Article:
During a chat last week with a Fellow Student of Economics, the discussion quite naturally turned to rational behavior. Disclaimer: it’s been a while since I’ve gone over the technical lingo, so I’m not sure that we were discussing rationality as properly used in economic jargon.
So we were talking about rational behavior, and more specifically whether a particular person, to whom he might or might not be married, was capable of behaving rationally. He found that he could not rationally explain her behavior. He then mentioned that relatively recent research and experiments revealed that many people do not, in fact, act as rationally as older models of economic behavior would suggest! (It was funny; I guess you had to be there. And have an econ degree.)
Anyhow, as I said earlier, I’m only a teensy bit familiar with the literature he was referring to. Nonetheless, I told him the following:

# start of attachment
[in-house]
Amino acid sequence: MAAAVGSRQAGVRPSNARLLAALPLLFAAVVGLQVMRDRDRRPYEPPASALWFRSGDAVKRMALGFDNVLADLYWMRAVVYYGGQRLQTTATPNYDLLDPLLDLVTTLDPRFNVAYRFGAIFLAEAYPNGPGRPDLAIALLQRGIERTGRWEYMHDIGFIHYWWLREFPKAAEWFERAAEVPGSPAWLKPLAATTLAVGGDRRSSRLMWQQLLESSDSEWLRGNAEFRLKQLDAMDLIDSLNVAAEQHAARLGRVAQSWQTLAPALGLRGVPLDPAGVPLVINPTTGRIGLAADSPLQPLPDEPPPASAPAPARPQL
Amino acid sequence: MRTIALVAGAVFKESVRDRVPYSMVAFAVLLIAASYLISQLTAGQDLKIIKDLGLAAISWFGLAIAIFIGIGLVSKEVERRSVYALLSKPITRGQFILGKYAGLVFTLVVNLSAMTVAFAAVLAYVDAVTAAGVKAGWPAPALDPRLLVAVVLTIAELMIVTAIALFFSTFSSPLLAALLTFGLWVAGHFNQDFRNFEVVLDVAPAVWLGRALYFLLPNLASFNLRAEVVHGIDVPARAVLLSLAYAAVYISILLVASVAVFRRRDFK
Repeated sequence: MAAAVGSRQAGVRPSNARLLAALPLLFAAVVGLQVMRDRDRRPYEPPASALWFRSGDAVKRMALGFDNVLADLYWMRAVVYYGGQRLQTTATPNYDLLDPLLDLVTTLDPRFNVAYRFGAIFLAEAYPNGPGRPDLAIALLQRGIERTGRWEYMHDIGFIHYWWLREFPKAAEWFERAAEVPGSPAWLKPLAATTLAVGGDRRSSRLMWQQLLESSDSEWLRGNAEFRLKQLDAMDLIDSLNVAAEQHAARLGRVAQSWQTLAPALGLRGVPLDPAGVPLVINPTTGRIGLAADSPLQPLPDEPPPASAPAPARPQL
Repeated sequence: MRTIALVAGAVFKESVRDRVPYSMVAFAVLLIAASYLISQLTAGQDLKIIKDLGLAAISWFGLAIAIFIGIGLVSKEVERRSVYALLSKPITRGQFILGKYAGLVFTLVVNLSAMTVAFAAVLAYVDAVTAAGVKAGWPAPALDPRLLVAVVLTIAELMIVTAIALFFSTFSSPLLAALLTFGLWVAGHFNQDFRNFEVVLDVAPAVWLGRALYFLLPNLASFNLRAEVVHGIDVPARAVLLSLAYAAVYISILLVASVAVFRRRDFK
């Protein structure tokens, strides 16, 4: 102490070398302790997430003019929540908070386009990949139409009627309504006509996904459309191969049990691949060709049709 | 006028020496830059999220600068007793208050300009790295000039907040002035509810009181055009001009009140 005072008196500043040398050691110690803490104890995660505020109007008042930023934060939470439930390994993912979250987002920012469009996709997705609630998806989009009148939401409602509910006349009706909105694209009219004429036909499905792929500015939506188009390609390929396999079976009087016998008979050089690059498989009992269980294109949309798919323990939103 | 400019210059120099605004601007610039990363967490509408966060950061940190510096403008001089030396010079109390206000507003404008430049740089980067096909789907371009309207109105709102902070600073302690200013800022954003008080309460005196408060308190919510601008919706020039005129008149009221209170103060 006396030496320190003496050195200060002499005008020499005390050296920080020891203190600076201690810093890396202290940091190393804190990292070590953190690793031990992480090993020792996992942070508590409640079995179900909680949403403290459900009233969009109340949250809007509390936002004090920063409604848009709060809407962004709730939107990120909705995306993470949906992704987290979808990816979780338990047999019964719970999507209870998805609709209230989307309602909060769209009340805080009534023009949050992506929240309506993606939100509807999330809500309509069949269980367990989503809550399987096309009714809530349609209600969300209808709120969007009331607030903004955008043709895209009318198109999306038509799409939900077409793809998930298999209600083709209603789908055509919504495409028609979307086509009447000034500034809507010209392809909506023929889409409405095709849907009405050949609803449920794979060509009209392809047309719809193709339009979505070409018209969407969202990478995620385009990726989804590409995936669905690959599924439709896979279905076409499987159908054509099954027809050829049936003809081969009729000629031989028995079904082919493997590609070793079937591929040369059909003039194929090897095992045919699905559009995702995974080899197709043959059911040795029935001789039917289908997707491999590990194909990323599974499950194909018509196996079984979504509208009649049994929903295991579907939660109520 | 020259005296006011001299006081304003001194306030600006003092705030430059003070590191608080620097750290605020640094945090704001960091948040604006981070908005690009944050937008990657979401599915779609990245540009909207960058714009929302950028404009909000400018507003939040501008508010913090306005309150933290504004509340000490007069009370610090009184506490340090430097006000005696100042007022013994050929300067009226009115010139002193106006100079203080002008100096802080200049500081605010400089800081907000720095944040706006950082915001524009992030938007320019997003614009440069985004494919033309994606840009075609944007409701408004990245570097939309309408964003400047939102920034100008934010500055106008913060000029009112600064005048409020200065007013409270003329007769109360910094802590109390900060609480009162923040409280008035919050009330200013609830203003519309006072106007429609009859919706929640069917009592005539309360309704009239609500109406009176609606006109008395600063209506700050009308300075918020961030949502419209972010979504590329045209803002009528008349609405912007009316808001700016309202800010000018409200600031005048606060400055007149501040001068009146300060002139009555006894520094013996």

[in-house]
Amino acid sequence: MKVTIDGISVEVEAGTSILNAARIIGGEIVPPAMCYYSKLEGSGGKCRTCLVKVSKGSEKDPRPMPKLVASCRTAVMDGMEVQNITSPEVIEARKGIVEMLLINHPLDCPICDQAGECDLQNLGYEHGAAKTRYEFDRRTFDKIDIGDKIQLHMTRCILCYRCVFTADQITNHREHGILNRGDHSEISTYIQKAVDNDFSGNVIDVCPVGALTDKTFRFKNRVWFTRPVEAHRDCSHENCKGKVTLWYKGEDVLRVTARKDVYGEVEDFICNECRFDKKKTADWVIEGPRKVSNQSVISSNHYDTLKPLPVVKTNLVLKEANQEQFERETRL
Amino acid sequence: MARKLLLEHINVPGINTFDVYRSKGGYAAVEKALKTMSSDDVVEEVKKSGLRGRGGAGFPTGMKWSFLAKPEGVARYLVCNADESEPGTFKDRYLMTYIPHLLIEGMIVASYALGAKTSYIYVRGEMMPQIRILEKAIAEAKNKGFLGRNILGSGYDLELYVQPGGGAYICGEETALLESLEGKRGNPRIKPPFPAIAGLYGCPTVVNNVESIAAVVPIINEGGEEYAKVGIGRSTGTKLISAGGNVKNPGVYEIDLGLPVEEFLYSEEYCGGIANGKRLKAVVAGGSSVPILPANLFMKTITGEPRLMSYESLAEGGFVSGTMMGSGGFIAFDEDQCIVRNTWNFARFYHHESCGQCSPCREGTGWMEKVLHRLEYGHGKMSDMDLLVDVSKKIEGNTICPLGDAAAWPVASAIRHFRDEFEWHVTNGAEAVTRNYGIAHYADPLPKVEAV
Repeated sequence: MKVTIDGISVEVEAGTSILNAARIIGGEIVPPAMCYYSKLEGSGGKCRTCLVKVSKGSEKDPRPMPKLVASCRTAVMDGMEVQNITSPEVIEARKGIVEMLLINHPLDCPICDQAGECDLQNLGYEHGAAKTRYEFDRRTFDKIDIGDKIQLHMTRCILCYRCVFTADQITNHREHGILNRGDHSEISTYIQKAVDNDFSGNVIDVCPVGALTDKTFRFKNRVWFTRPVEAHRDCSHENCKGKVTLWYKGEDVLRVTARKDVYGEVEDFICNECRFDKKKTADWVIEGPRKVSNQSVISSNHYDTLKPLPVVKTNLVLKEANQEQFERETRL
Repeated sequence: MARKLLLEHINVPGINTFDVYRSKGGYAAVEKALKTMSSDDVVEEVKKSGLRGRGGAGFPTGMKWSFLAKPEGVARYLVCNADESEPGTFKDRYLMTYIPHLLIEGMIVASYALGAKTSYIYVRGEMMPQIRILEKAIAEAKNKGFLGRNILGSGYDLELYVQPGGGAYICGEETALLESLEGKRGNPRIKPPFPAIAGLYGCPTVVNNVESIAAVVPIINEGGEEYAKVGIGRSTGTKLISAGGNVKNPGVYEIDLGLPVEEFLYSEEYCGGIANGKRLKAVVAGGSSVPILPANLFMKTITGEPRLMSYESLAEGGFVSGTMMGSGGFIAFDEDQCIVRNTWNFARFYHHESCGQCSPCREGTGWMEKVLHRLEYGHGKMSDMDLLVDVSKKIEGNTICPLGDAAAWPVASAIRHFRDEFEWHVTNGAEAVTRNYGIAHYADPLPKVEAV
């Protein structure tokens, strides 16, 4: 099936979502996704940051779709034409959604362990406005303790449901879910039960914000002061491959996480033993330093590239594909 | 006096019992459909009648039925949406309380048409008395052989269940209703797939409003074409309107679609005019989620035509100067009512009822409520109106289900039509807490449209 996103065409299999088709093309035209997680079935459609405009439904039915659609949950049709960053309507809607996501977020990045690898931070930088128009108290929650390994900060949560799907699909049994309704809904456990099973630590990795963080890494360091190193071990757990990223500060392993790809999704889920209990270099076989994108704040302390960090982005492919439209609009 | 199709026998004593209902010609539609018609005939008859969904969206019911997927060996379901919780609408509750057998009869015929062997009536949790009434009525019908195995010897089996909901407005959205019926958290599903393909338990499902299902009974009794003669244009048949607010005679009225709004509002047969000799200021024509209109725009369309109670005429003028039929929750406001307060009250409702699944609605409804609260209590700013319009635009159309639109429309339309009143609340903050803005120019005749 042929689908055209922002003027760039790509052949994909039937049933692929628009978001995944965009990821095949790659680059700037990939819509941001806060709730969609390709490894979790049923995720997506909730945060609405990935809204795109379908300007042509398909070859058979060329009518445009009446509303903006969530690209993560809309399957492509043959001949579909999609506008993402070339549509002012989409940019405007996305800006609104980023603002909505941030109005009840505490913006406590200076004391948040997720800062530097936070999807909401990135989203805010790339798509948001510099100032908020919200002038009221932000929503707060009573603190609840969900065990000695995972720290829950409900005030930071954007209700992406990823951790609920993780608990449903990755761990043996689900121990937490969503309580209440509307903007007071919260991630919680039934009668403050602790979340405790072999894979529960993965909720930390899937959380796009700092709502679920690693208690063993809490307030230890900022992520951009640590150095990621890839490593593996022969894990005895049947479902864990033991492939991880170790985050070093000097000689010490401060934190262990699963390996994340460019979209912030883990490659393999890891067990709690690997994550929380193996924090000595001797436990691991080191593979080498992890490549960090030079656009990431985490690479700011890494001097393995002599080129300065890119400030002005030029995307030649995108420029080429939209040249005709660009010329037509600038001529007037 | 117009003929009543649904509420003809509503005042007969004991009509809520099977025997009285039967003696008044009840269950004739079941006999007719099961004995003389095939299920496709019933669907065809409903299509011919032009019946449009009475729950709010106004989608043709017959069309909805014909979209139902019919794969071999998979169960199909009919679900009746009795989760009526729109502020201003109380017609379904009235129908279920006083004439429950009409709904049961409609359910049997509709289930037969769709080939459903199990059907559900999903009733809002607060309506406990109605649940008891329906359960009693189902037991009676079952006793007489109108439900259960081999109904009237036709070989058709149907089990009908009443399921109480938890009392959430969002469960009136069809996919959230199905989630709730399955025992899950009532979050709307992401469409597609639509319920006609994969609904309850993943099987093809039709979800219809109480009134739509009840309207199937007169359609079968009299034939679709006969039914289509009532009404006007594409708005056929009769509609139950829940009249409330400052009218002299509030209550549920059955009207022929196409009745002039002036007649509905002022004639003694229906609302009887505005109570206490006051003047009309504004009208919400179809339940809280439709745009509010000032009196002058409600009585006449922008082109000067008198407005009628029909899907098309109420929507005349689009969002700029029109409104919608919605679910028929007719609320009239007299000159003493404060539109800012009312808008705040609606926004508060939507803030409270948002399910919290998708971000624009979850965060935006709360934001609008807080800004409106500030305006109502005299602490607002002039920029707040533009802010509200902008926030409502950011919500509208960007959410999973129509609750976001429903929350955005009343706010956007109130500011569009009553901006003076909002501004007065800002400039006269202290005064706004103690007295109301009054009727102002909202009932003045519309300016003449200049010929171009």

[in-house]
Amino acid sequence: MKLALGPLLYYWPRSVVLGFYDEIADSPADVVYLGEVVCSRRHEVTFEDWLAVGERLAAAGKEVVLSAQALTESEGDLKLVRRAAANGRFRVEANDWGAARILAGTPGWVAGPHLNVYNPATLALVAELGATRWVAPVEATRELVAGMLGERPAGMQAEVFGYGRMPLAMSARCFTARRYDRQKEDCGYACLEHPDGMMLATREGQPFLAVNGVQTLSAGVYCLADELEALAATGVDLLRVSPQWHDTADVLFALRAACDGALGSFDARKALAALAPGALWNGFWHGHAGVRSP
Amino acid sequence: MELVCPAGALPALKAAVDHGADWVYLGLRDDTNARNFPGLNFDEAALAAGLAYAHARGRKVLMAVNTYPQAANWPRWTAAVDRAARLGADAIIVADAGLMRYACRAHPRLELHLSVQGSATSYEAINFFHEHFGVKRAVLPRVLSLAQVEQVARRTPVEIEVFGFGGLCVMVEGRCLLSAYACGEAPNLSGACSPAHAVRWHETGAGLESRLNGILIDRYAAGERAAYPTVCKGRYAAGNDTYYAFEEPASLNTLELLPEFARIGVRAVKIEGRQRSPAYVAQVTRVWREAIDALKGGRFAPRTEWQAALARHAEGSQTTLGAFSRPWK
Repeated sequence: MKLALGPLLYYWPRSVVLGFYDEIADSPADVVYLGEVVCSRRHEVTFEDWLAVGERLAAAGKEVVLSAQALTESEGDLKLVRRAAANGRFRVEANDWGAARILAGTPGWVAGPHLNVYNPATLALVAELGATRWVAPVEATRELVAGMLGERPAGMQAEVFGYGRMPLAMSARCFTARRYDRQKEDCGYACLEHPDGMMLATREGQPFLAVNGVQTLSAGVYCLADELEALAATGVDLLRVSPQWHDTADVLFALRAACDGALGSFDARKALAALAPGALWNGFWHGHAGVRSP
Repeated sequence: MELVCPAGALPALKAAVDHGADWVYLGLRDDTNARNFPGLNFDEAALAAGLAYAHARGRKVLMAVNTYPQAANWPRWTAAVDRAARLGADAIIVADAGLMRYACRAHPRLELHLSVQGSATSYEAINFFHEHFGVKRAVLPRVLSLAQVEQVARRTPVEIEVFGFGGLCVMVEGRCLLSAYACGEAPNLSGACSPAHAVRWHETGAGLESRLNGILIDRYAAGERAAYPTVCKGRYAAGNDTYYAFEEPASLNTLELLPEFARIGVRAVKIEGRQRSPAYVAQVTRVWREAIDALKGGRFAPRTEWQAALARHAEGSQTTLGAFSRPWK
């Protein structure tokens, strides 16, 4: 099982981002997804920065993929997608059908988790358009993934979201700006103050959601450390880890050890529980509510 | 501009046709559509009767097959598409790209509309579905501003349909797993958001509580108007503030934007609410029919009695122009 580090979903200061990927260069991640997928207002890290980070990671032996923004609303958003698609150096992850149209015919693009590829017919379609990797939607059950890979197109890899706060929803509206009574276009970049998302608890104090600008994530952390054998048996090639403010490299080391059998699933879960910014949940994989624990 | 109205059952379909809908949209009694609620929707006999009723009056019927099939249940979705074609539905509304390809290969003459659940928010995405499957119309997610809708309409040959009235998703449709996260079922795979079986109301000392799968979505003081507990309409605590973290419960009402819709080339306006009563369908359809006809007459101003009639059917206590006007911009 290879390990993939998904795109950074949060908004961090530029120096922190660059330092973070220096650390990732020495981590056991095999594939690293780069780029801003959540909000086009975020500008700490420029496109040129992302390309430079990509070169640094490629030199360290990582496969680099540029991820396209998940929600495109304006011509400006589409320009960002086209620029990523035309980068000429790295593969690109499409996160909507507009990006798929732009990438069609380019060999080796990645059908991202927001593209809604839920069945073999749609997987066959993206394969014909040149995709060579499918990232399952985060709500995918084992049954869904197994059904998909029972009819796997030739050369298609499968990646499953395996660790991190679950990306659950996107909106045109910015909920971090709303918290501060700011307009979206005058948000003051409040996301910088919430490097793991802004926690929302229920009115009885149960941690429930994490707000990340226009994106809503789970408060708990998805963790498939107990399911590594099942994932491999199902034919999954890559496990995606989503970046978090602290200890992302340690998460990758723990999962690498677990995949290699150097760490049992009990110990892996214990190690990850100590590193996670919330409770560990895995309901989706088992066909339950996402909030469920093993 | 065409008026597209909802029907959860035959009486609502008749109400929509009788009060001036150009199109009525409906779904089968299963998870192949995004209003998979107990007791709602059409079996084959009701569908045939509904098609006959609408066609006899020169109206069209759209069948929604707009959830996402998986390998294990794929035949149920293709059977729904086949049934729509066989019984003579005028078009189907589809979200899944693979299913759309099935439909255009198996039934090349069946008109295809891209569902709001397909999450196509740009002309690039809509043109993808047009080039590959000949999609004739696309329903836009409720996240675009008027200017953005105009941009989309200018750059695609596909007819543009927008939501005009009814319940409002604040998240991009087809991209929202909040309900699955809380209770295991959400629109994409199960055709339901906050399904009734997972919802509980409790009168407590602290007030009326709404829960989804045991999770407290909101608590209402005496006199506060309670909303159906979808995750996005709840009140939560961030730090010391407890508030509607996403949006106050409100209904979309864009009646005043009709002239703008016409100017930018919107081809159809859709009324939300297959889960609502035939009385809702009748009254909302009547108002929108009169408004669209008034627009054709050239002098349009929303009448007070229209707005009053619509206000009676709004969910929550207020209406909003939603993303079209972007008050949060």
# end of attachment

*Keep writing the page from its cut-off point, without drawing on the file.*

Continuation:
Since I started studying econ, I have assumed that everybody always behaves rationally. Everybody always seeks to maximize their net benefit (profit, if you want to think in dollars). In economics-ese, everybody acts until the marginal benefit of further action equals the marginal cost of further action.
Everybody always behaves rationally. So if people seem irrational, it’s not because they’re actually irrational. It’s because you don’t know what they value.
Now, that’s not to say that they’ve accurately measured their benefits, or costs, or time preferences, or interest rates, or whatever. And that’s not to say that their decisions are what most people would consider wise. But everybody always takes what they think are profit-maximizing (or loss-minimizing) actions.
People make so much more sense when you realize that they are rational, even if they place different values on things– goods, services, feelings, yelling loud, getting the last word in– than you do.
Fellow Student of Economics said that made perfect sense. We both acknowledged that it wouldn’t help him win any arguments anytime soon.